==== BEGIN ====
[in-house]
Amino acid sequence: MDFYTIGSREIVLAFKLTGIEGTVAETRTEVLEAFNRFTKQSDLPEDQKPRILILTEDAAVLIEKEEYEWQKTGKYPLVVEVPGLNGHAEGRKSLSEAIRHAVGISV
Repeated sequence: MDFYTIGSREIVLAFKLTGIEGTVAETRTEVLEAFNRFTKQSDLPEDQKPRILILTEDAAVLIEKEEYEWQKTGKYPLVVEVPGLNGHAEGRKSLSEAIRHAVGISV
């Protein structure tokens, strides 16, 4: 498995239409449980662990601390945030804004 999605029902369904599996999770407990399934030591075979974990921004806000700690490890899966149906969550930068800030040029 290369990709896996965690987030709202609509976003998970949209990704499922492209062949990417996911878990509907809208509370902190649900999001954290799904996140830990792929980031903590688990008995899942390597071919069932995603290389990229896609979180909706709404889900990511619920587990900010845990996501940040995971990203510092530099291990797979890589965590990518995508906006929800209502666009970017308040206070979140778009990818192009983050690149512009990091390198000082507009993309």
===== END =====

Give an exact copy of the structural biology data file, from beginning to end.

[in-house]
Amino acid sequence: MDFYTIGSREIVLAFKLTGIEGTVAETRTEVLEAFNRFTKQSDLPEDQKPRILILTEDAAVLIEKEEYEWQKTGKYPLVVEVPGLNGHAEGRKSLSEAIRHAVGISV
Repeated sequence: MDFYTIGSREIVLAFKLTGIEGTVAETRTEVLEAFNRFTKQSDLPEDQKPRILILTEDAAVLIEKEEYEWQKTGKYPLVVEVPGLNGHAEGRKSLSEAIRHAVGISV
């Protein structure tokens, strides 16, 4: 498995239409449980662990601390945030804004 999605029902369904599996999770407990399934030591075979974990921004806000700690490890899966149906969550930068800030040029 290369990709896996965690987030709202609509976003998970949209990704499922492209062949990417996911878990509907809208509370902190649900999001954290799904996140830990792929980031903590688990008995899942390597071919069932995603290389990229896609979180909706709404889900990511619920587990900010845990996501940040995971990203510092530099291990797979890589965590990518995508906006929800209502666009970017308040206070979140778009990818192009983050690149512009990091390198000082507009993309």